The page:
When direct chats fall through the cracks, try giving your conversations a place to live on threads.
It should come as little surprise that Matt Mullenweg, chief executive of the software company that owns WordPress, utilizes blogging for asynchronous communication with his team.
“We use our own WordPress blogs, called P2, instead of email as our central hub of communication so people throughout the company can access every team’s long-form notes, documents, and priorities. We’re bloggers by heart, so we blog a lot.”
There are various benefits to using a blog to distribute information — it’s an easily sharable and searchable interface that requires zero training. Blogs are a smart way to post useful information for team members to consult anytime.
3. Online forms and PDFs
Without the ability to pop over to your colleague’s desk for feedback, the remote environment sometimes forces us to find new ways to review each other’s work.
PDFs are one tool that enables effective peer-to-peer review. In addition to preserving the original document, they’re simple to create and distribute.
At Jotform, we’ve been collaborating with our latest tool, Smart PDF Forms, to convert PDFs to online forms (no surprise there), which we use for both logistical purposes — e.g., to organize virtual meetings — and to track our users’ feedback.
The benefit of this new feature is that it allows us to collect information using fillable forms, but also retain the original layout in a fixed, PDF form. We can also track and check responses like a searchable database.
Like all of our forms, they’re customizable, too — zero developer skills required.
4. Decision logs
Wade Foster, CEO of Zapier, a remote-only company from the outset, thinks that not having a centralized office forces leaders to lead better. It just takes some planning and organization.
At Zapier, one of the ways they organize asynchronous communication is with a decision log called Async, where all major decisions are documented. As explained Harvard Business Review,
“The purpose of Async is to surface important conversations that might get lost in fast-paced Slack forums. It replaces internal email and acts as a searchable archive for anyone on the team to reference old discussions and keep up with company updates.”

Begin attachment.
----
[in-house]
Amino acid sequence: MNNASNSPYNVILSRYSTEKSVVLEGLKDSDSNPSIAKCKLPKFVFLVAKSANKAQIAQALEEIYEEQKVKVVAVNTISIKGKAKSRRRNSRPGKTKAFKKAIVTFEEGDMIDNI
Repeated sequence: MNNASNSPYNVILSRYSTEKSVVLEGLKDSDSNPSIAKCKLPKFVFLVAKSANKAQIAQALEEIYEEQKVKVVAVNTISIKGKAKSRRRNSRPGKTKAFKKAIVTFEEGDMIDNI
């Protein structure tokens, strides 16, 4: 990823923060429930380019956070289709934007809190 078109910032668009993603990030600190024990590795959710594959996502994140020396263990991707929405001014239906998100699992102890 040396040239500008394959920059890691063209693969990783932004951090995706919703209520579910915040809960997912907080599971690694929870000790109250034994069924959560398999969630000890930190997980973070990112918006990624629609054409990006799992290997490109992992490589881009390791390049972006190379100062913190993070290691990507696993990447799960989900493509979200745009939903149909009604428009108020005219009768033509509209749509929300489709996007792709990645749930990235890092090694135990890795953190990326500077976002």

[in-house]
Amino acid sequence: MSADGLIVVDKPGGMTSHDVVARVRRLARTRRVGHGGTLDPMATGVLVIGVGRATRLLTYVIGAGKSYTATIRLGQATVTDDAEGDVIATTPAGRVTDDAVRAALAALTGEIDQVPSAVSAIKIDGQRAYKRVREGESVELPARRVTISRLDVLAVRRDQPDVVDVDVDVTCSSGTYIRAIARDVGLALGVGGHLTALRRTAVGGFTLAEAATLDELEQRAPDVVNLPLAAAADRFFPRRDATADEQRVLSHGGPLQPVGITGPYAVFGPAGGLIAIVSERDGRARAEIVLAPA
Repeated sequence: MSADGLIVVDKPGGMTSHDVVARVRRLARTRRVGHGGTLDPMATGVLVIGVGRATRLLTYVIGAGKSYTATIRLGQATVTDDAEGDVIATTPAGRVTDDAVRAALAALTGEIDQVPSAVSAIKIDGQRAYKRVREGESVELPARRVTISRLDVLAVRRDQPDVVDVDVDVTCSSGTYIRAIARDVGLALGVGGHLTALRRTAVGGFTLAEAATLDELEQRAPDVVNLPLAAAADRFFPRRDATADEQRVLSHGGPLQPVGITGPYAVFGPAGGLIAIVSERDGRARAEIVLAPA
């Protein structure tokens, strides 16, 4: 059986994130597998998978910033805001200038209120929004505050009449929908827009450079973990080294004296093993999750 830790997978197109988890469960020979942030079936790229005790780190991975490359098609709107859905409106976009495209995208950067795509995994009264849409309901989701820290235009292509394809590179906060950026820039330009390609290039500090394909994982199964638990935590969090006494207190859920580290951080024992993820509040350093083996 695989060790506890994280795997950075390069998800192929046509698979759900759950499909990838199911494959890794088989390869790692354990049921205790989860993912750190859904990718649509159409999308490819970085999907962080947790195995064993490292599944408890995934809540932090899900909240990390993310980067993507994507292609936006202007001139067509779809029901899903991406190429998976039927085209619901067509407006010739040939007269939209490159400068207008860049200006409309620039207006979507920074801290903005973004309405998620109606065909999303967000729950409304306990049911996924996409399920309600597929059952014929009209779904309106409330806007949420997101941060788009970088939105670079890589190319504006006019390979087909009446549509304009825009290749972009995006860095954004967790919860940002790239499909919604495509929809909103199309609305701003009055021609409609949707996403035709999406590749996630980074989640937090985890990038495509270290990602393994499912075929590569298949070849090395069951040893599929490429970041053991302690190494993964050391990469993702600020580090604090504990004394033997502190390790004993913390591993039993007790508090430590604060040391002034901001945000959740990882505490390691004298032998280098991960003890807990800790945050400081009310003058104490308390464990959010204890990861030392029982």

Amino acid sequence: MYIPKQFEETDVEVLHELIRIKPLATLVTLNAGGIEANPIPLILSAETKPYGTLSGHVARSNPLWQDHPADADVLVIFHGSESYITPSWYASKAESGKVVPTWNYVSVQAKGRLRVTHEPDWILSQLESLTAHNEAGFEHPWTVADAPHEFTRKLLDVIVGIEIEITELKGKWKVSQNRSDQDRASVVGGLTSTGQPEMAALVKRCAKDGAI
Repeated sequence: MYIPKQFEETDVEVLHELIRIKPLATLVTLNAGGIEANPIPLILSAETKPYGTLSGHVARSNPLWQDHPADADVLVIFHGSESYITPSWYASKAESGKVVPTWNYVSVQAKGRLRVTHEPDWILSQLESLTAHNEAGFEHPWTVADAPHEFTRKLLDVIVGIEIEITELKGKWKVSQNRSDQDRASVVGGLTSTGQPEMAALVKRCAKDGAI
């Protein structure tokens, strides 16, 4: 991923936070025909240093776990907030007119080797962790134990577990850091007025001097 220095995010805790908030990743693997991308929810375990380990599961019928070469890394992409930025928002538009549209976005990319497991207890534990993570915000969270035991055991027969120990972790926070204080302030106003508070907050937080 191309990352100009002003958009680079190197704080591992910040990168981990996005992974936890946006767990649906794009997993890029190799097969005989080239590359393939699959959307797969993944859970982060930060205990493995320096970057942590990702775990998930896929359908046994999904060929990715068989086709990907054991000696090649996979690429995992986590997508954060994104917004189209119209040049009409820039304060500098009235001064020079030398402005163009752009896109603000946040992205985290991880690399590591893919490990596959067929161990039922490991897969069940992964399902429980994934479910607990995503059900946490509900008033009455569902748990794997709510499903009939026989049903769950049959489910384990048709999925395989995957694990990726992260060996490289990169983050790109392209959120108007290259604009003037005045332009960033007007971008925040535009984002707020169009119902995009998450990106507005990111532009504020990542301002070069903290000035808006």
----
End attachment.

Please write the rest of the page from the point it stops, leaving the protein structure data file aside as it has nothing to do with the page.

Although Async was developed in-house, any form of public decision log, even a shareable Google Document, is a smart addition to your asynchronous communication channels.
5. Project management software
One of the trickiest parts of managing a remote team is coordinating projects, especially when they’re time-sensitive. There’s no bigger stressor or time suck than scrambling to track down various people’s progress on their respective parts.
It’s like juggling while blindfolded — juggling is hard enough.
Instead, teams can use a web-based tool like Trello, both for individual task management or project management for an entire team. Trello lets you assign tasks to individual team members or groups of team members, and, importantly, it tracks deadlines, too.
Think of using software like Trello as a visit to the virtual office — “When you need to see progress, at-a-glance status updates, and all relevant resources related to a project or team’s work.”
These days, there are tons of tools and software to choose from. The key to mastering distributed teamwork and asynchronous communication is to choose the best tools for your team’s needs and settle on the ground rules.
Says Beat Buhlmann, General Manager EMEA, Evernote:
“It is important to establish communication rules in a joint team-code-conduct manner that includes teams and their wishes directly in the creation.
When do we use chats? Why do we write emails? At what point do we pick up the phone? These answers should be a joint effort and one that is reflective of the team’s efforts versus that of one person.”
Which tools does your remote team use? Let me know in the comments.